It seems like such a simple thing, but if you are to have success you must call where there are coyotes. If you are hunting on public land, you will have to do some scouting. Maybe you've seen coyotes in areas that you hunt for other game. If not, look for sign, dens, scat or howling at night. If you are hunting private property, it makes your job a lot easier, because when you go to ask permission for access, you will have an opportunity to ask the landowner about the coyote population in the area. You don't have to pinpoint the coyote's position. We are going to call them in, right up close and personal, sometimes from as far as two miles away.

Having found an area that has coyotes, we now must decide on a stand location. Oh, we're not going to build or pack a stand, although in areas of thick bush some predator hunters use a ladder. No, we are going to try to hide the truck, not slam the doors, and proceed quickly and quietly to the spot we have decided to call from with as little disturbance as possible.

It is always a benefit to have a partner watch your back when coyote hunting. Coyotes can appear from any direction at any time. - photo Jim Renaud

It is difficult to control movement and noise with more than 2 hunters. While a person can hunt successfully solo, it is a benefit to have a partner to watch your backdoor. It is common for coyotes to try to come in downwind. Once you reach your spot, get set up so you have a decent field of view and some shooting lanes. Coyotes can and do come in from any direction. If you are in heavy cover, begin calling softly as there may be a coyote having a siesta close by and we don't want to scare him out of the country. Wait a few minutes and then increase the volume. I have had coyotes come in on the run in as little as 90 seconds. I have also had them sneak in after 30 minutes, so you must expect the unexpected and be alert. Nothing gets the heart going like having no coyotes around, to having 3 or 4 suddenly appear on a dead run. If you have set up in the open prairie, you can watch them come a long ways. Sometimes they stop when they get close; sometimes they almost run you over. I usually call 15 to 20 minutes. If I don't see something by then, I move to another spot. I call anytime through the day from dawn to dusk. The only time I am sure to have no luck is sitting at home calling from the couch.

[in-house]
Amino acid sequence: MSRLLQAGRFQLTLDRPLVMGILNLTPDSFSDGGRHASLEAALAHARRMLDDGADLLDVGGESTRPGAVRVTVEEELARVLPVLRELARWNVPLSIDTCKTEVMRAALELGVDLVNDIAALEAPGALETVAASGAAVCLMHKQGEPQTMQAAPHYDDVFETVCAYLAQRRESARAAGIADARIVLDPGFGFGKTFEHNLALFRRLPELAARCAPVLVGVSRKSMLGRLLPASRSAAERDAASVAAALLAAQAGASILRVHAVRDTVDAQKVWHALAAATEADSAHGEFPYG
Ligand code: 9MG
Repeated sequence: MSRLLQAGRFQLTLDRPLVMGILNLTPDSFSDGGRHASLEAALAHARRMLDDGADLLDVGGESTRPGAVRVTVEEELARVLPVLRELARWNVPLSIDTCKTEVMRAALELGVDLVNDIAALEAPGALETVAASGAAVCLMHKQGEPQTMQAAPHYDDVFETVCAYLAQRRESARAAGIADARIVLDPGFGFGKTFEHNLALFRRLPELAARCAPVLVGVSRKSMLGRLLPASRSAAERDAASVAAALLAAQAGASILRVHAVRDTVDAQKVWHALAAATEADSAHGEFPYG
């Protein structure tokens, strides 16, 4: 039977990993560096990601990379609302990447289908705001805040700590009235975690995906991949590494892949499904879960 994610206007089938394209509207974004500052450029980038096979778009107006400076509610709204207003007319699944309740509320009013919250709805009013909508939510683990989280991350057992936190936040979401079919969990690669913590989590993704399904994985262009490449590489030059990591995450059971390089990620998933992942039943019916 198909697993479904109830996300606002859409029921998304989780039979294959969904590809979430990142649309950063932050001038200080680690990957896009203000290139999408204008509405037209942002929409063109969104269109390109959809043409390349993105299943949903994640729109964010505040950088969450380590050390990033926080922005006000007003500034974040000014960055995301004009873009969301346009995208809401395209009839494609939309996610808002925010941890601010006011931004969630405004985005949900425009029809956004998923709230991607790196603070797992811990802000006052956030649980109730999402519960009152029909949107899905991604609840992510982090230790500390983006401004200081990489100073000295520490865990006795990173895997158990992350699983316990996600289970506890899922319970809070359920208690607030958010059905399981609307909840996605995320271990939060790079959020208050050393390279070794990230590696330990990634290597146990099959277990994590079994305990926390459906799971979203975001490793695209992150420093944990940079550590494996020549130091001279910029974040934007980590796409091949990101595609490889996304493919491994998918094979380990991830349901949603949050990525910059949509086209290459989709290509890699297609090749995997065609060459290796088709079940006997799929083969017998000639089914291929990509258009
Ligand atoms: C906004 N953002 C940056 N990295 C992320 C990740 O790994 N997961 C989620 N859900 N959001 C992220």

I've only focused on coyotes here, but the opportunity is there to call other predators in while calling coyotes. Fox and bobcat will also respond to distress calls. Bears and cougar can be called as well. When you think about hiding and pretending to be food for an animal that makes his living killing, or when you have a big male come in all bristled and snarling ready to defend his turf, that's entertainment my friend. Predator hunting is growing in popularity by leaps and bounds and it's easy to see why. The first time you call a predator in, up close and personal, you will definitely have a new pastime. Or… you could have a look at that "Honey Do" list.